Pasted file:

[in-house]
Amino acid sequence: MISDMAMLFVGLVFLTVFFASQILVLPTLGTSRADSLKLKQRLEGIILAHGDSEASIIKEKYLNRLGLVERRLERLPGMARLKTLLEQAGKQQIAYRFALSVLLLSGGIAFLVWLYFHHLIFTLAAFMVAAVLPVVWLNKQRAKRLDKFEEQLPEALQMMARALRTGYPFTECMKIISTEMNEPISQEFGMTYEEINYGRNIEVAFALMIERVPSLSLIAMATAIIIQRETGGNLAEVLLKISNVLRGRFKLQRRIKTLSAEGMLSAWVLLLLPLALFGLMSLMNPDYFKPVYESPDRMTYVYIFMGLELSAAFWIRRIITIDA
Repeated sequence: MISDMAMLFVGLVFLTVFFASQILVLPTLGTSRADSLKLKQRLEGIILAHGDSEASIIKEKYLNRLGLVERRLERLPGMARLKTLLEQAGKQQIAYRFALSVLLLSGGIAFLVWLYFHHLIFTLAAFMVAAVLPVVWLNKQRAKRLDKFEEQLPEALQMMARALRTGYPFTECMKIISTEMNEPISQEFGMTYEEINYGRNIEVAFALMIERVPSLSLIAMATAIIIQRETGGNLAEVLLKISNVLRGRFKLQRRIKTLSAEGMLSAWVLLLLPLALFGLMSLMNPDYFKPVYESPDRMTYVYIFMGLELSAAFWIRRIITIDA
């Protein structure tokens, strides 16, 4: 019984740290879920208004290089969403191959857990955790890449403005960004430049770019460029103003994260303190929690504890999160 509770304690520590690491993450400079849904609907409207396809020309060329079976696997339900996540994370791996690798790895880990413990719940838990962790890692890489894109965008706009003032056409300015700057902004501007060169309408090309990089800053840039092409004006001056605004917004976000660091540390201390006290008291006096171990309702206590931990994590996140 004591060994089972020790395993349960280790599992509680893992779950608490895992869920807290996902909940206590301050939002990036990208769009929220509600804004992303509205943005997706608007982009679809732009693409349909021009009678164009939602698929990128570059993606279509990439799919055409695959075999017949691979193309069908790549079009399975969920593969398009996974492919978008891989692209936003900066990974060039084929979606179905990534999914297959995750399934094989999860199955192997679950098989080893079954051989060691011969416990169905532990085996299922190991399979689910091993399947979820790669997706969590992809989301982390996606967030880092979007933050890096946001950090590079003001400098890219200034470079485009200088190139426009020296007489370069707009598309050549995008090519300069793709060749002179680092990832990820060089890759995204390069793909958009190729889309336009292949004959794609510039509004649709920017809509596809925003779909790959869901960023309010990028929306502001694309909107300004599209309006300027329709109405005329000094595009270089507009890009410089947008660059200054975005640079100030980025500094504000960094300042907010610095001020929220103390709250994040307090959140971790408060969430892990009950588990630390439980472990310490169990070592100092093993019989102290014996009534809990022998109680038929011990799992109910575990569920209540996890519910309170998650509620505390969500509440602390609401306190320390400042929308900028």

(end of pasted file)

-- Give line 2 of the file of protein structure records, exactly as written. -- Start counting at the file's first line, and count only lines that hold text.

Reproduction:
Amino acid sequence: MISDMAMLFVGLVFLTVFFASQILVLPTLGTSRADSLKLKQRLEGIILAHGDSEASIIKEKYLNRLGLVERRLERLPGMARLKTLLEQAGKQQIAYRFALSVLLLSGGIAFLVWLYFHHLIFTLAAFMVAAVLPVVWLNKQRAKRLDKFEEQLPEALQMMARALRTGYPFTECMKIISTEMNEPISQEFGMTYEEINYGRNIEVAFALMIERVPSLSLIAMATAIIIQRETGGNLAEVLLKISNVLRGRFKLQRRIKTLSAEGMLSAWVLLLLPLALFGLMSLMNPDYFKPVYESPDRMTYVYIFMGLELSAAFWIRRIITIDA